Business continued on as usual at Maurice J. Moyer Academic Institute in Wilmington after receiving news that the Department of Education will move forward with plans to shut the school down.
On Friday, there were no students in the building, only teachers who were in part of the day for training. Although the news didn’t come as a shock, teachers openly expressed their feelings.
“I understand what the state had to do based on the past, but the system we have going on now is just so powerful that I just can’t believe we’re going to be closing,” said Dion Hutt who’s been teaching for three years.
“I was ready for the news,” Special Education teacher Shanique Williams said.
Williams who’s fairly new at the school said there’s been talk about the shut down circulating around but the decision to close Moyer doesn’t change anything about the way she plans to approach the rest of the school year.
“I’m still going to do what’s expected of me and I’m going to go above and beyond regardless of the decision,” Williams said.
“It makes me want to put more of a fire under the students, and get them pumped up,” Hutt said.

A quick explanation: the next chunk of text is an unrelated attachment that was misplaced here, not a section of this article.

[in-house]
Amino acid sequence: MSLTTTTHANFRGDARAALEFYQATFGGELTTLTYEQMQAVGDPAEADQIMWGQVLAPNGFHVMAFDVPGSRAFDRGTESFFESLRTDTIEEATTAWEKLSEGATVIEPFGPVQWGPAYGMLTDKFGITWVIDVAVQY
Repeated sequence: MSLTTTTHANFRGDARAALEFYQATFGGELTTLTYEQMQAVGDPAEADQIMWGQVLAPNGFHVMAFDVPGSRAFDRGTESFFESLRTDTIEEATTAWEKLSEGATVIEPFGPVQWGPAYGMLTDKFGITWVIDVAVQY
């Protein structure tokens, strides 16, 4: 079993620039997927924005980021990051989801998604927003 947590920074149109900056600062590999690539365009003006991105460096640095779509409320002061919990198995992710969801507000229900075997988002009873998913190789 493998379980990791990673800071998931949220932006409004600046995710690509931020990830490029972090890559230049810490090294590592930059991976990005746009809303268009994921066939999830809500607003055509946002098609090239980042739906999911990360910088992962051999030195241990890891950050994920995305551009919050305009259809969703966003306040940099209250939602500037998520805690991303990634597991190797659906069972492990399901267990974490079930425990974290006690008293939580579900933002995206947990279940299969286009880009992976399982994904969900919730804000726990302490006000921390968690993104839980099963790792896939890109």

In fact, moving forward is the only option for educators who still maintained a positive mood during training sessions. Moyer which opened in 2006 closed once before in 2010, reopening in 2012 under new tutelage.
“We understand that we have a past but our past doesn’t represent our future so we’ll continue to strive to do the best we can do,” added Williams.
The state board voted unanimously to close Moyer Academy, which serves middle and high school students, at the end of the academic school year due to poor academic performance.
In August a report revealed that only 23 percent of students passed the state’s reading exam and just 10 percent passed math.
“My students know I’m not going to give up on them and hopefully they won’t give up on me,” said Hutt.